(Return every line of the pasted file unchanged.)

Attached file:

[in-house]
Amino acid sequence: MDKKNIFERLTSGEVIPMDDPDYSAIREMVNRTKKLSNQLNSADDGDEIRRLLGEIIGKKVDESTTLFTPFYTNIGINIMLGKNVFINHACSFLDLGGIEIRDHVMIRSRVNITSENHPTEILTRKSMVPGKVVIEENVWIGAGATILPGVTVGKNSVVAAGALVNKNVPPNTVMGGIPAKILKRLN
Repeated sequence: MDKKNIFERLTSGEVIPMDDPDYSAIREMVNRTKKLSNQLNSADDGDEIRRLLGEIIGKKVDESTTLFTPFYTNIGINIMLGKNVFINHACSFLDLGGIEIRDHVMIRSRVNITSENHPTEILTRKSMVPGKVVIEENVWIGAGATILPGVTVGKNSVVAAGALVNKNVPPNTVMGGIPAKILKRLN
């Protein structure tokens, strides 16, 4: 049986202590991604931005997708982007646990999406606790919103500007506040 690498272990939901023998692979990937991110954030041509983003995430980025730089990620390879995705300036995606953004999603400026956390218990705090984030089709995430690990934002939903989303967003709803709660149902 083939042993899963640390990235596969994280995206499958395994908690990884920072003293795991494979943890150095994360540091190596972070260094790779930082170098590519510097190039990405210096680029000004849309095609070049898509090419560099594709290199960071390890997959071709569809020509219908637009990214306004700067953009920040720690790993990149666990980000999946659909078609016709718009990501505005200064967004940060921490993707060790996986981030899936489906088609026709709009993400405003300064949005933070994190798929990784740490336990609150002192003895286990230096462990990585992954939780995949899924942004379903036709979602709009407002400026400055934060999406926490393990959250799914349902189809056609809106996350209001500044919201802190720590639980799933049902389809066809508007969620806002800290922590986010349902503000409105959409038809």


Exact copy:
[in-house]
Amino acid sequence: MDKKNIFERLTSGEVIPMDDPDYSAIREMVNRTKKLSNQLNSADDGDEIRRLLGEIIGKKVDESTTLFTPFYTNIGINIMLGKNVFINHACSFLDLGGIEIRDHVMIRSRVNITSENHPTEILTRKSMVPGKVVIEENVWIGAGATILPGVTVGKNSVVAAGALVNKNVPPNTVMGGIPAKILKRLN
Repeated sequence: MDKKNIFERLTSGEVIPMDDPDYSAIREMVNRTKKLSNQLNSADDGDEIRRLLGEIIGKKVDESTTLFTPFYTNIGINIMLGKNVFINHACSFLDLGGIEIRDHVMIRSRVNITSENHPTEILTRKSMVPGKVVIEENVWIGAGATILPGVTVGKNSVVAAGALVNKNVPPNTVMGGIPAKILKRLN
């Protein structure tokens, strides 16, 4: 049986202590991604931005997708982007646990999406606790919103500007506040 690498272990939901023998692979990937991110954030041509983003995430980025730089990620390879995705300036995606953004999603400026956390218990705090984030089709995430690990934002939903989303967003709803709660149902 083939042993899963640390990235596969994280995206499958395994908690990884920072003293795991494979943890150095994360540091190596972070260094790779930082170098590519510097190039990405210096680029000004849309095609070049898509090419560099594709290199960071390890997959071709569809020509219908637009990214306004700067953009920040720690790993990149666990980000999946659909078609016709718009990501505005200064967004940060921490993707060790996986981030899936489906088609026709709009993400405003300064949005933070994190798929990784740490336990609150002192003895286990230096462990990585992954939780995949899924942004379903036709979602709009407002400026400055934060999406926490393990959250799914349902189809056609809106996350209001500044919201802190720590639980799933049902389809066809508007969620806002800290922590986010349902503000409105959409038809």